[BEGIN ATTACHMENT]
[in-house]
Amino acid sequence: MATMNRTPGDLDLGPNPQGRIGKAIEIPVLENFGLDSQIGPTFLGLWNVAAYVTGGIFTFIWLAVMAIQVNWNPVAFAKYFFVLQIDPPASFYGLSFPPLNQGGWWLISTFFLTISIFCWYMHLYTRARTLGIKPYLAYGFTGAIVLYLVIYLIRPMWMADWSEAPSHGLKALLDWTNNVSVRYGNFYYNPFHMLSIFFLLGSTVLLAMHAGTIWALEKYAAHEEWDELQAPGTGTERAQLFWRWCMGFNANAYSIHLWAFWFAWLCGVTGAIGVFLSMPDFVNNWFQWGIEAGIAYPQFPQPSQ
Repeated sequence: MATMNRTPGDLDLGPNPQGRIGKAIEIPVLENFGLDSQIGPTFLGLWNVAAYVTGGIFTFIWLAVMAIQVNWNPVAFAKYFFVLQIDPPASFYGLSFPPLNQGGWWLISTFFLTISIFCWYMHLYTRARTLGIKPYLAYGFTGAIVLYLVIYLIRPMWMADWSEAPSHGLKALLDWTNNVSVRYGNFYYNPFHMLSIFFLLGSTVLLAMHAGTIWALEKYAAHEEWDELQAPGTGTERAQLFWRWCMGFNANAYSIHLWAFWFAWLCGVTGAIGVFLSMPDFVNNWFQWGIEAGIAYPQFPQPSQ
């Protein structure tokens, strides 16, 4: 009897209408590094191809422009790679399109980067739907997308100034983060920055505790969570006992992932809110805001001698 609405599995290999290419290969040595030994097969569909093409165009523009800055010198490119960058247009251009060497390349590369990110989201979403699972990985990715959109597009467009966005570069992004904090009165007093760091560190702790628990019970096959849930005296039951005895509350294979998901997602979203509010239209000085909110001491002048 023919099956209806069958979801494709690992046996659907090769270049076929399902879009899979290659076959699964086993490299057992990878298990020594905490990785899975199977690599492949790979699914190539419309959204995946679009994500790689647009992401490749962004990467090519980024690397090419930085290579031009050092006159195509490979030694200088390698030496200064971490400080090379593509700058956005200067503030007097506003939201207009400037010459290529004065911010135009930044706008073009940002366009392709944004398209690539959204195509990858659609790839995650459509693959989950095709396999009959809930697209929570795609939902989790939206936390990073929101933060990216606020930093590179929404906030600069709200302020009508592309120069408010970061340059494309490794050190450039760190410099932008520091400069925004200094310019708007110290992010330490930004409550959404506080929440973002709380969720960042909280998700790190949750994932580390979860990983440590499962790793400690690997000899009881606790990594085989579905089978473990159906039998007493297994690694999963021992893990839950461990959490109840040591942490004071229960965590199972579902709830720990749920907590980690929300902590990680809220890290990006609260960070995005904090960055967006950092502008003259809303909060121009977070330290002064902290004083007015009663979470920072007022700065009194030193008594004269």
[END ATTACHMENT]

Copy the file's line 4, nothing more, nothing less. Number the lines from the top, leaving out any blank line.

């Protein structure tokens, strides 16, 4: 009897209408590094191809422009790679399109980067739907997308100034983060920055505790969570006992992932809110805001001698 609405599995290999290419290969040595030994097969569909093409165009523009800055010198490119960058247009251009060497390349590369990110989201979403699972990985990715959109597009467009966005570069992004904090009165007093760091560190702790628990019970096959849930005296039951005895509350294979998901997602979203509010239209000085909110001491002048 023919099956209806069958979801494709690992046996659907090769270049076929399902879009899979290659076959699964086993490299057992990878298990020594905490990785899975199977690599492949790979699914190539419309959204995946679009994500790689647009992401490749962004990467090519980024690397090419930085290579031009050092006159195509490979030694200088390698030496200064971490400080090379593509700058956005200067503030007097506003939201207009400037010459290529004065911010135009930044706008073009940002366009392709944004398209690539959204195509990858659609790839995650459509693959989950095709396999009959809930697209929570795609939902989790939206936390990073929101933060990216606020930093590179929404906030600069709200302020009508592309120069408010970061340059494309490794050190450039760190410099932008520091400069925004200094310019708007110290992010330490930004409550959404506080929440973002709380969720960042909280998700790190949750994932580390979860990983440590499962790793400690690997000899009881606790990594085989579905089978473990159906039998007493297994690694999963021992893990839950461990959490109840040591942490004071229960965590199972579902709830720990749920907590980690929300902590990680809220890290990006609260960070995005904090960055967006950092502008003259809303909060121009977070330290002064902290004083007015009663979470920072007022700065009194030193008594004269």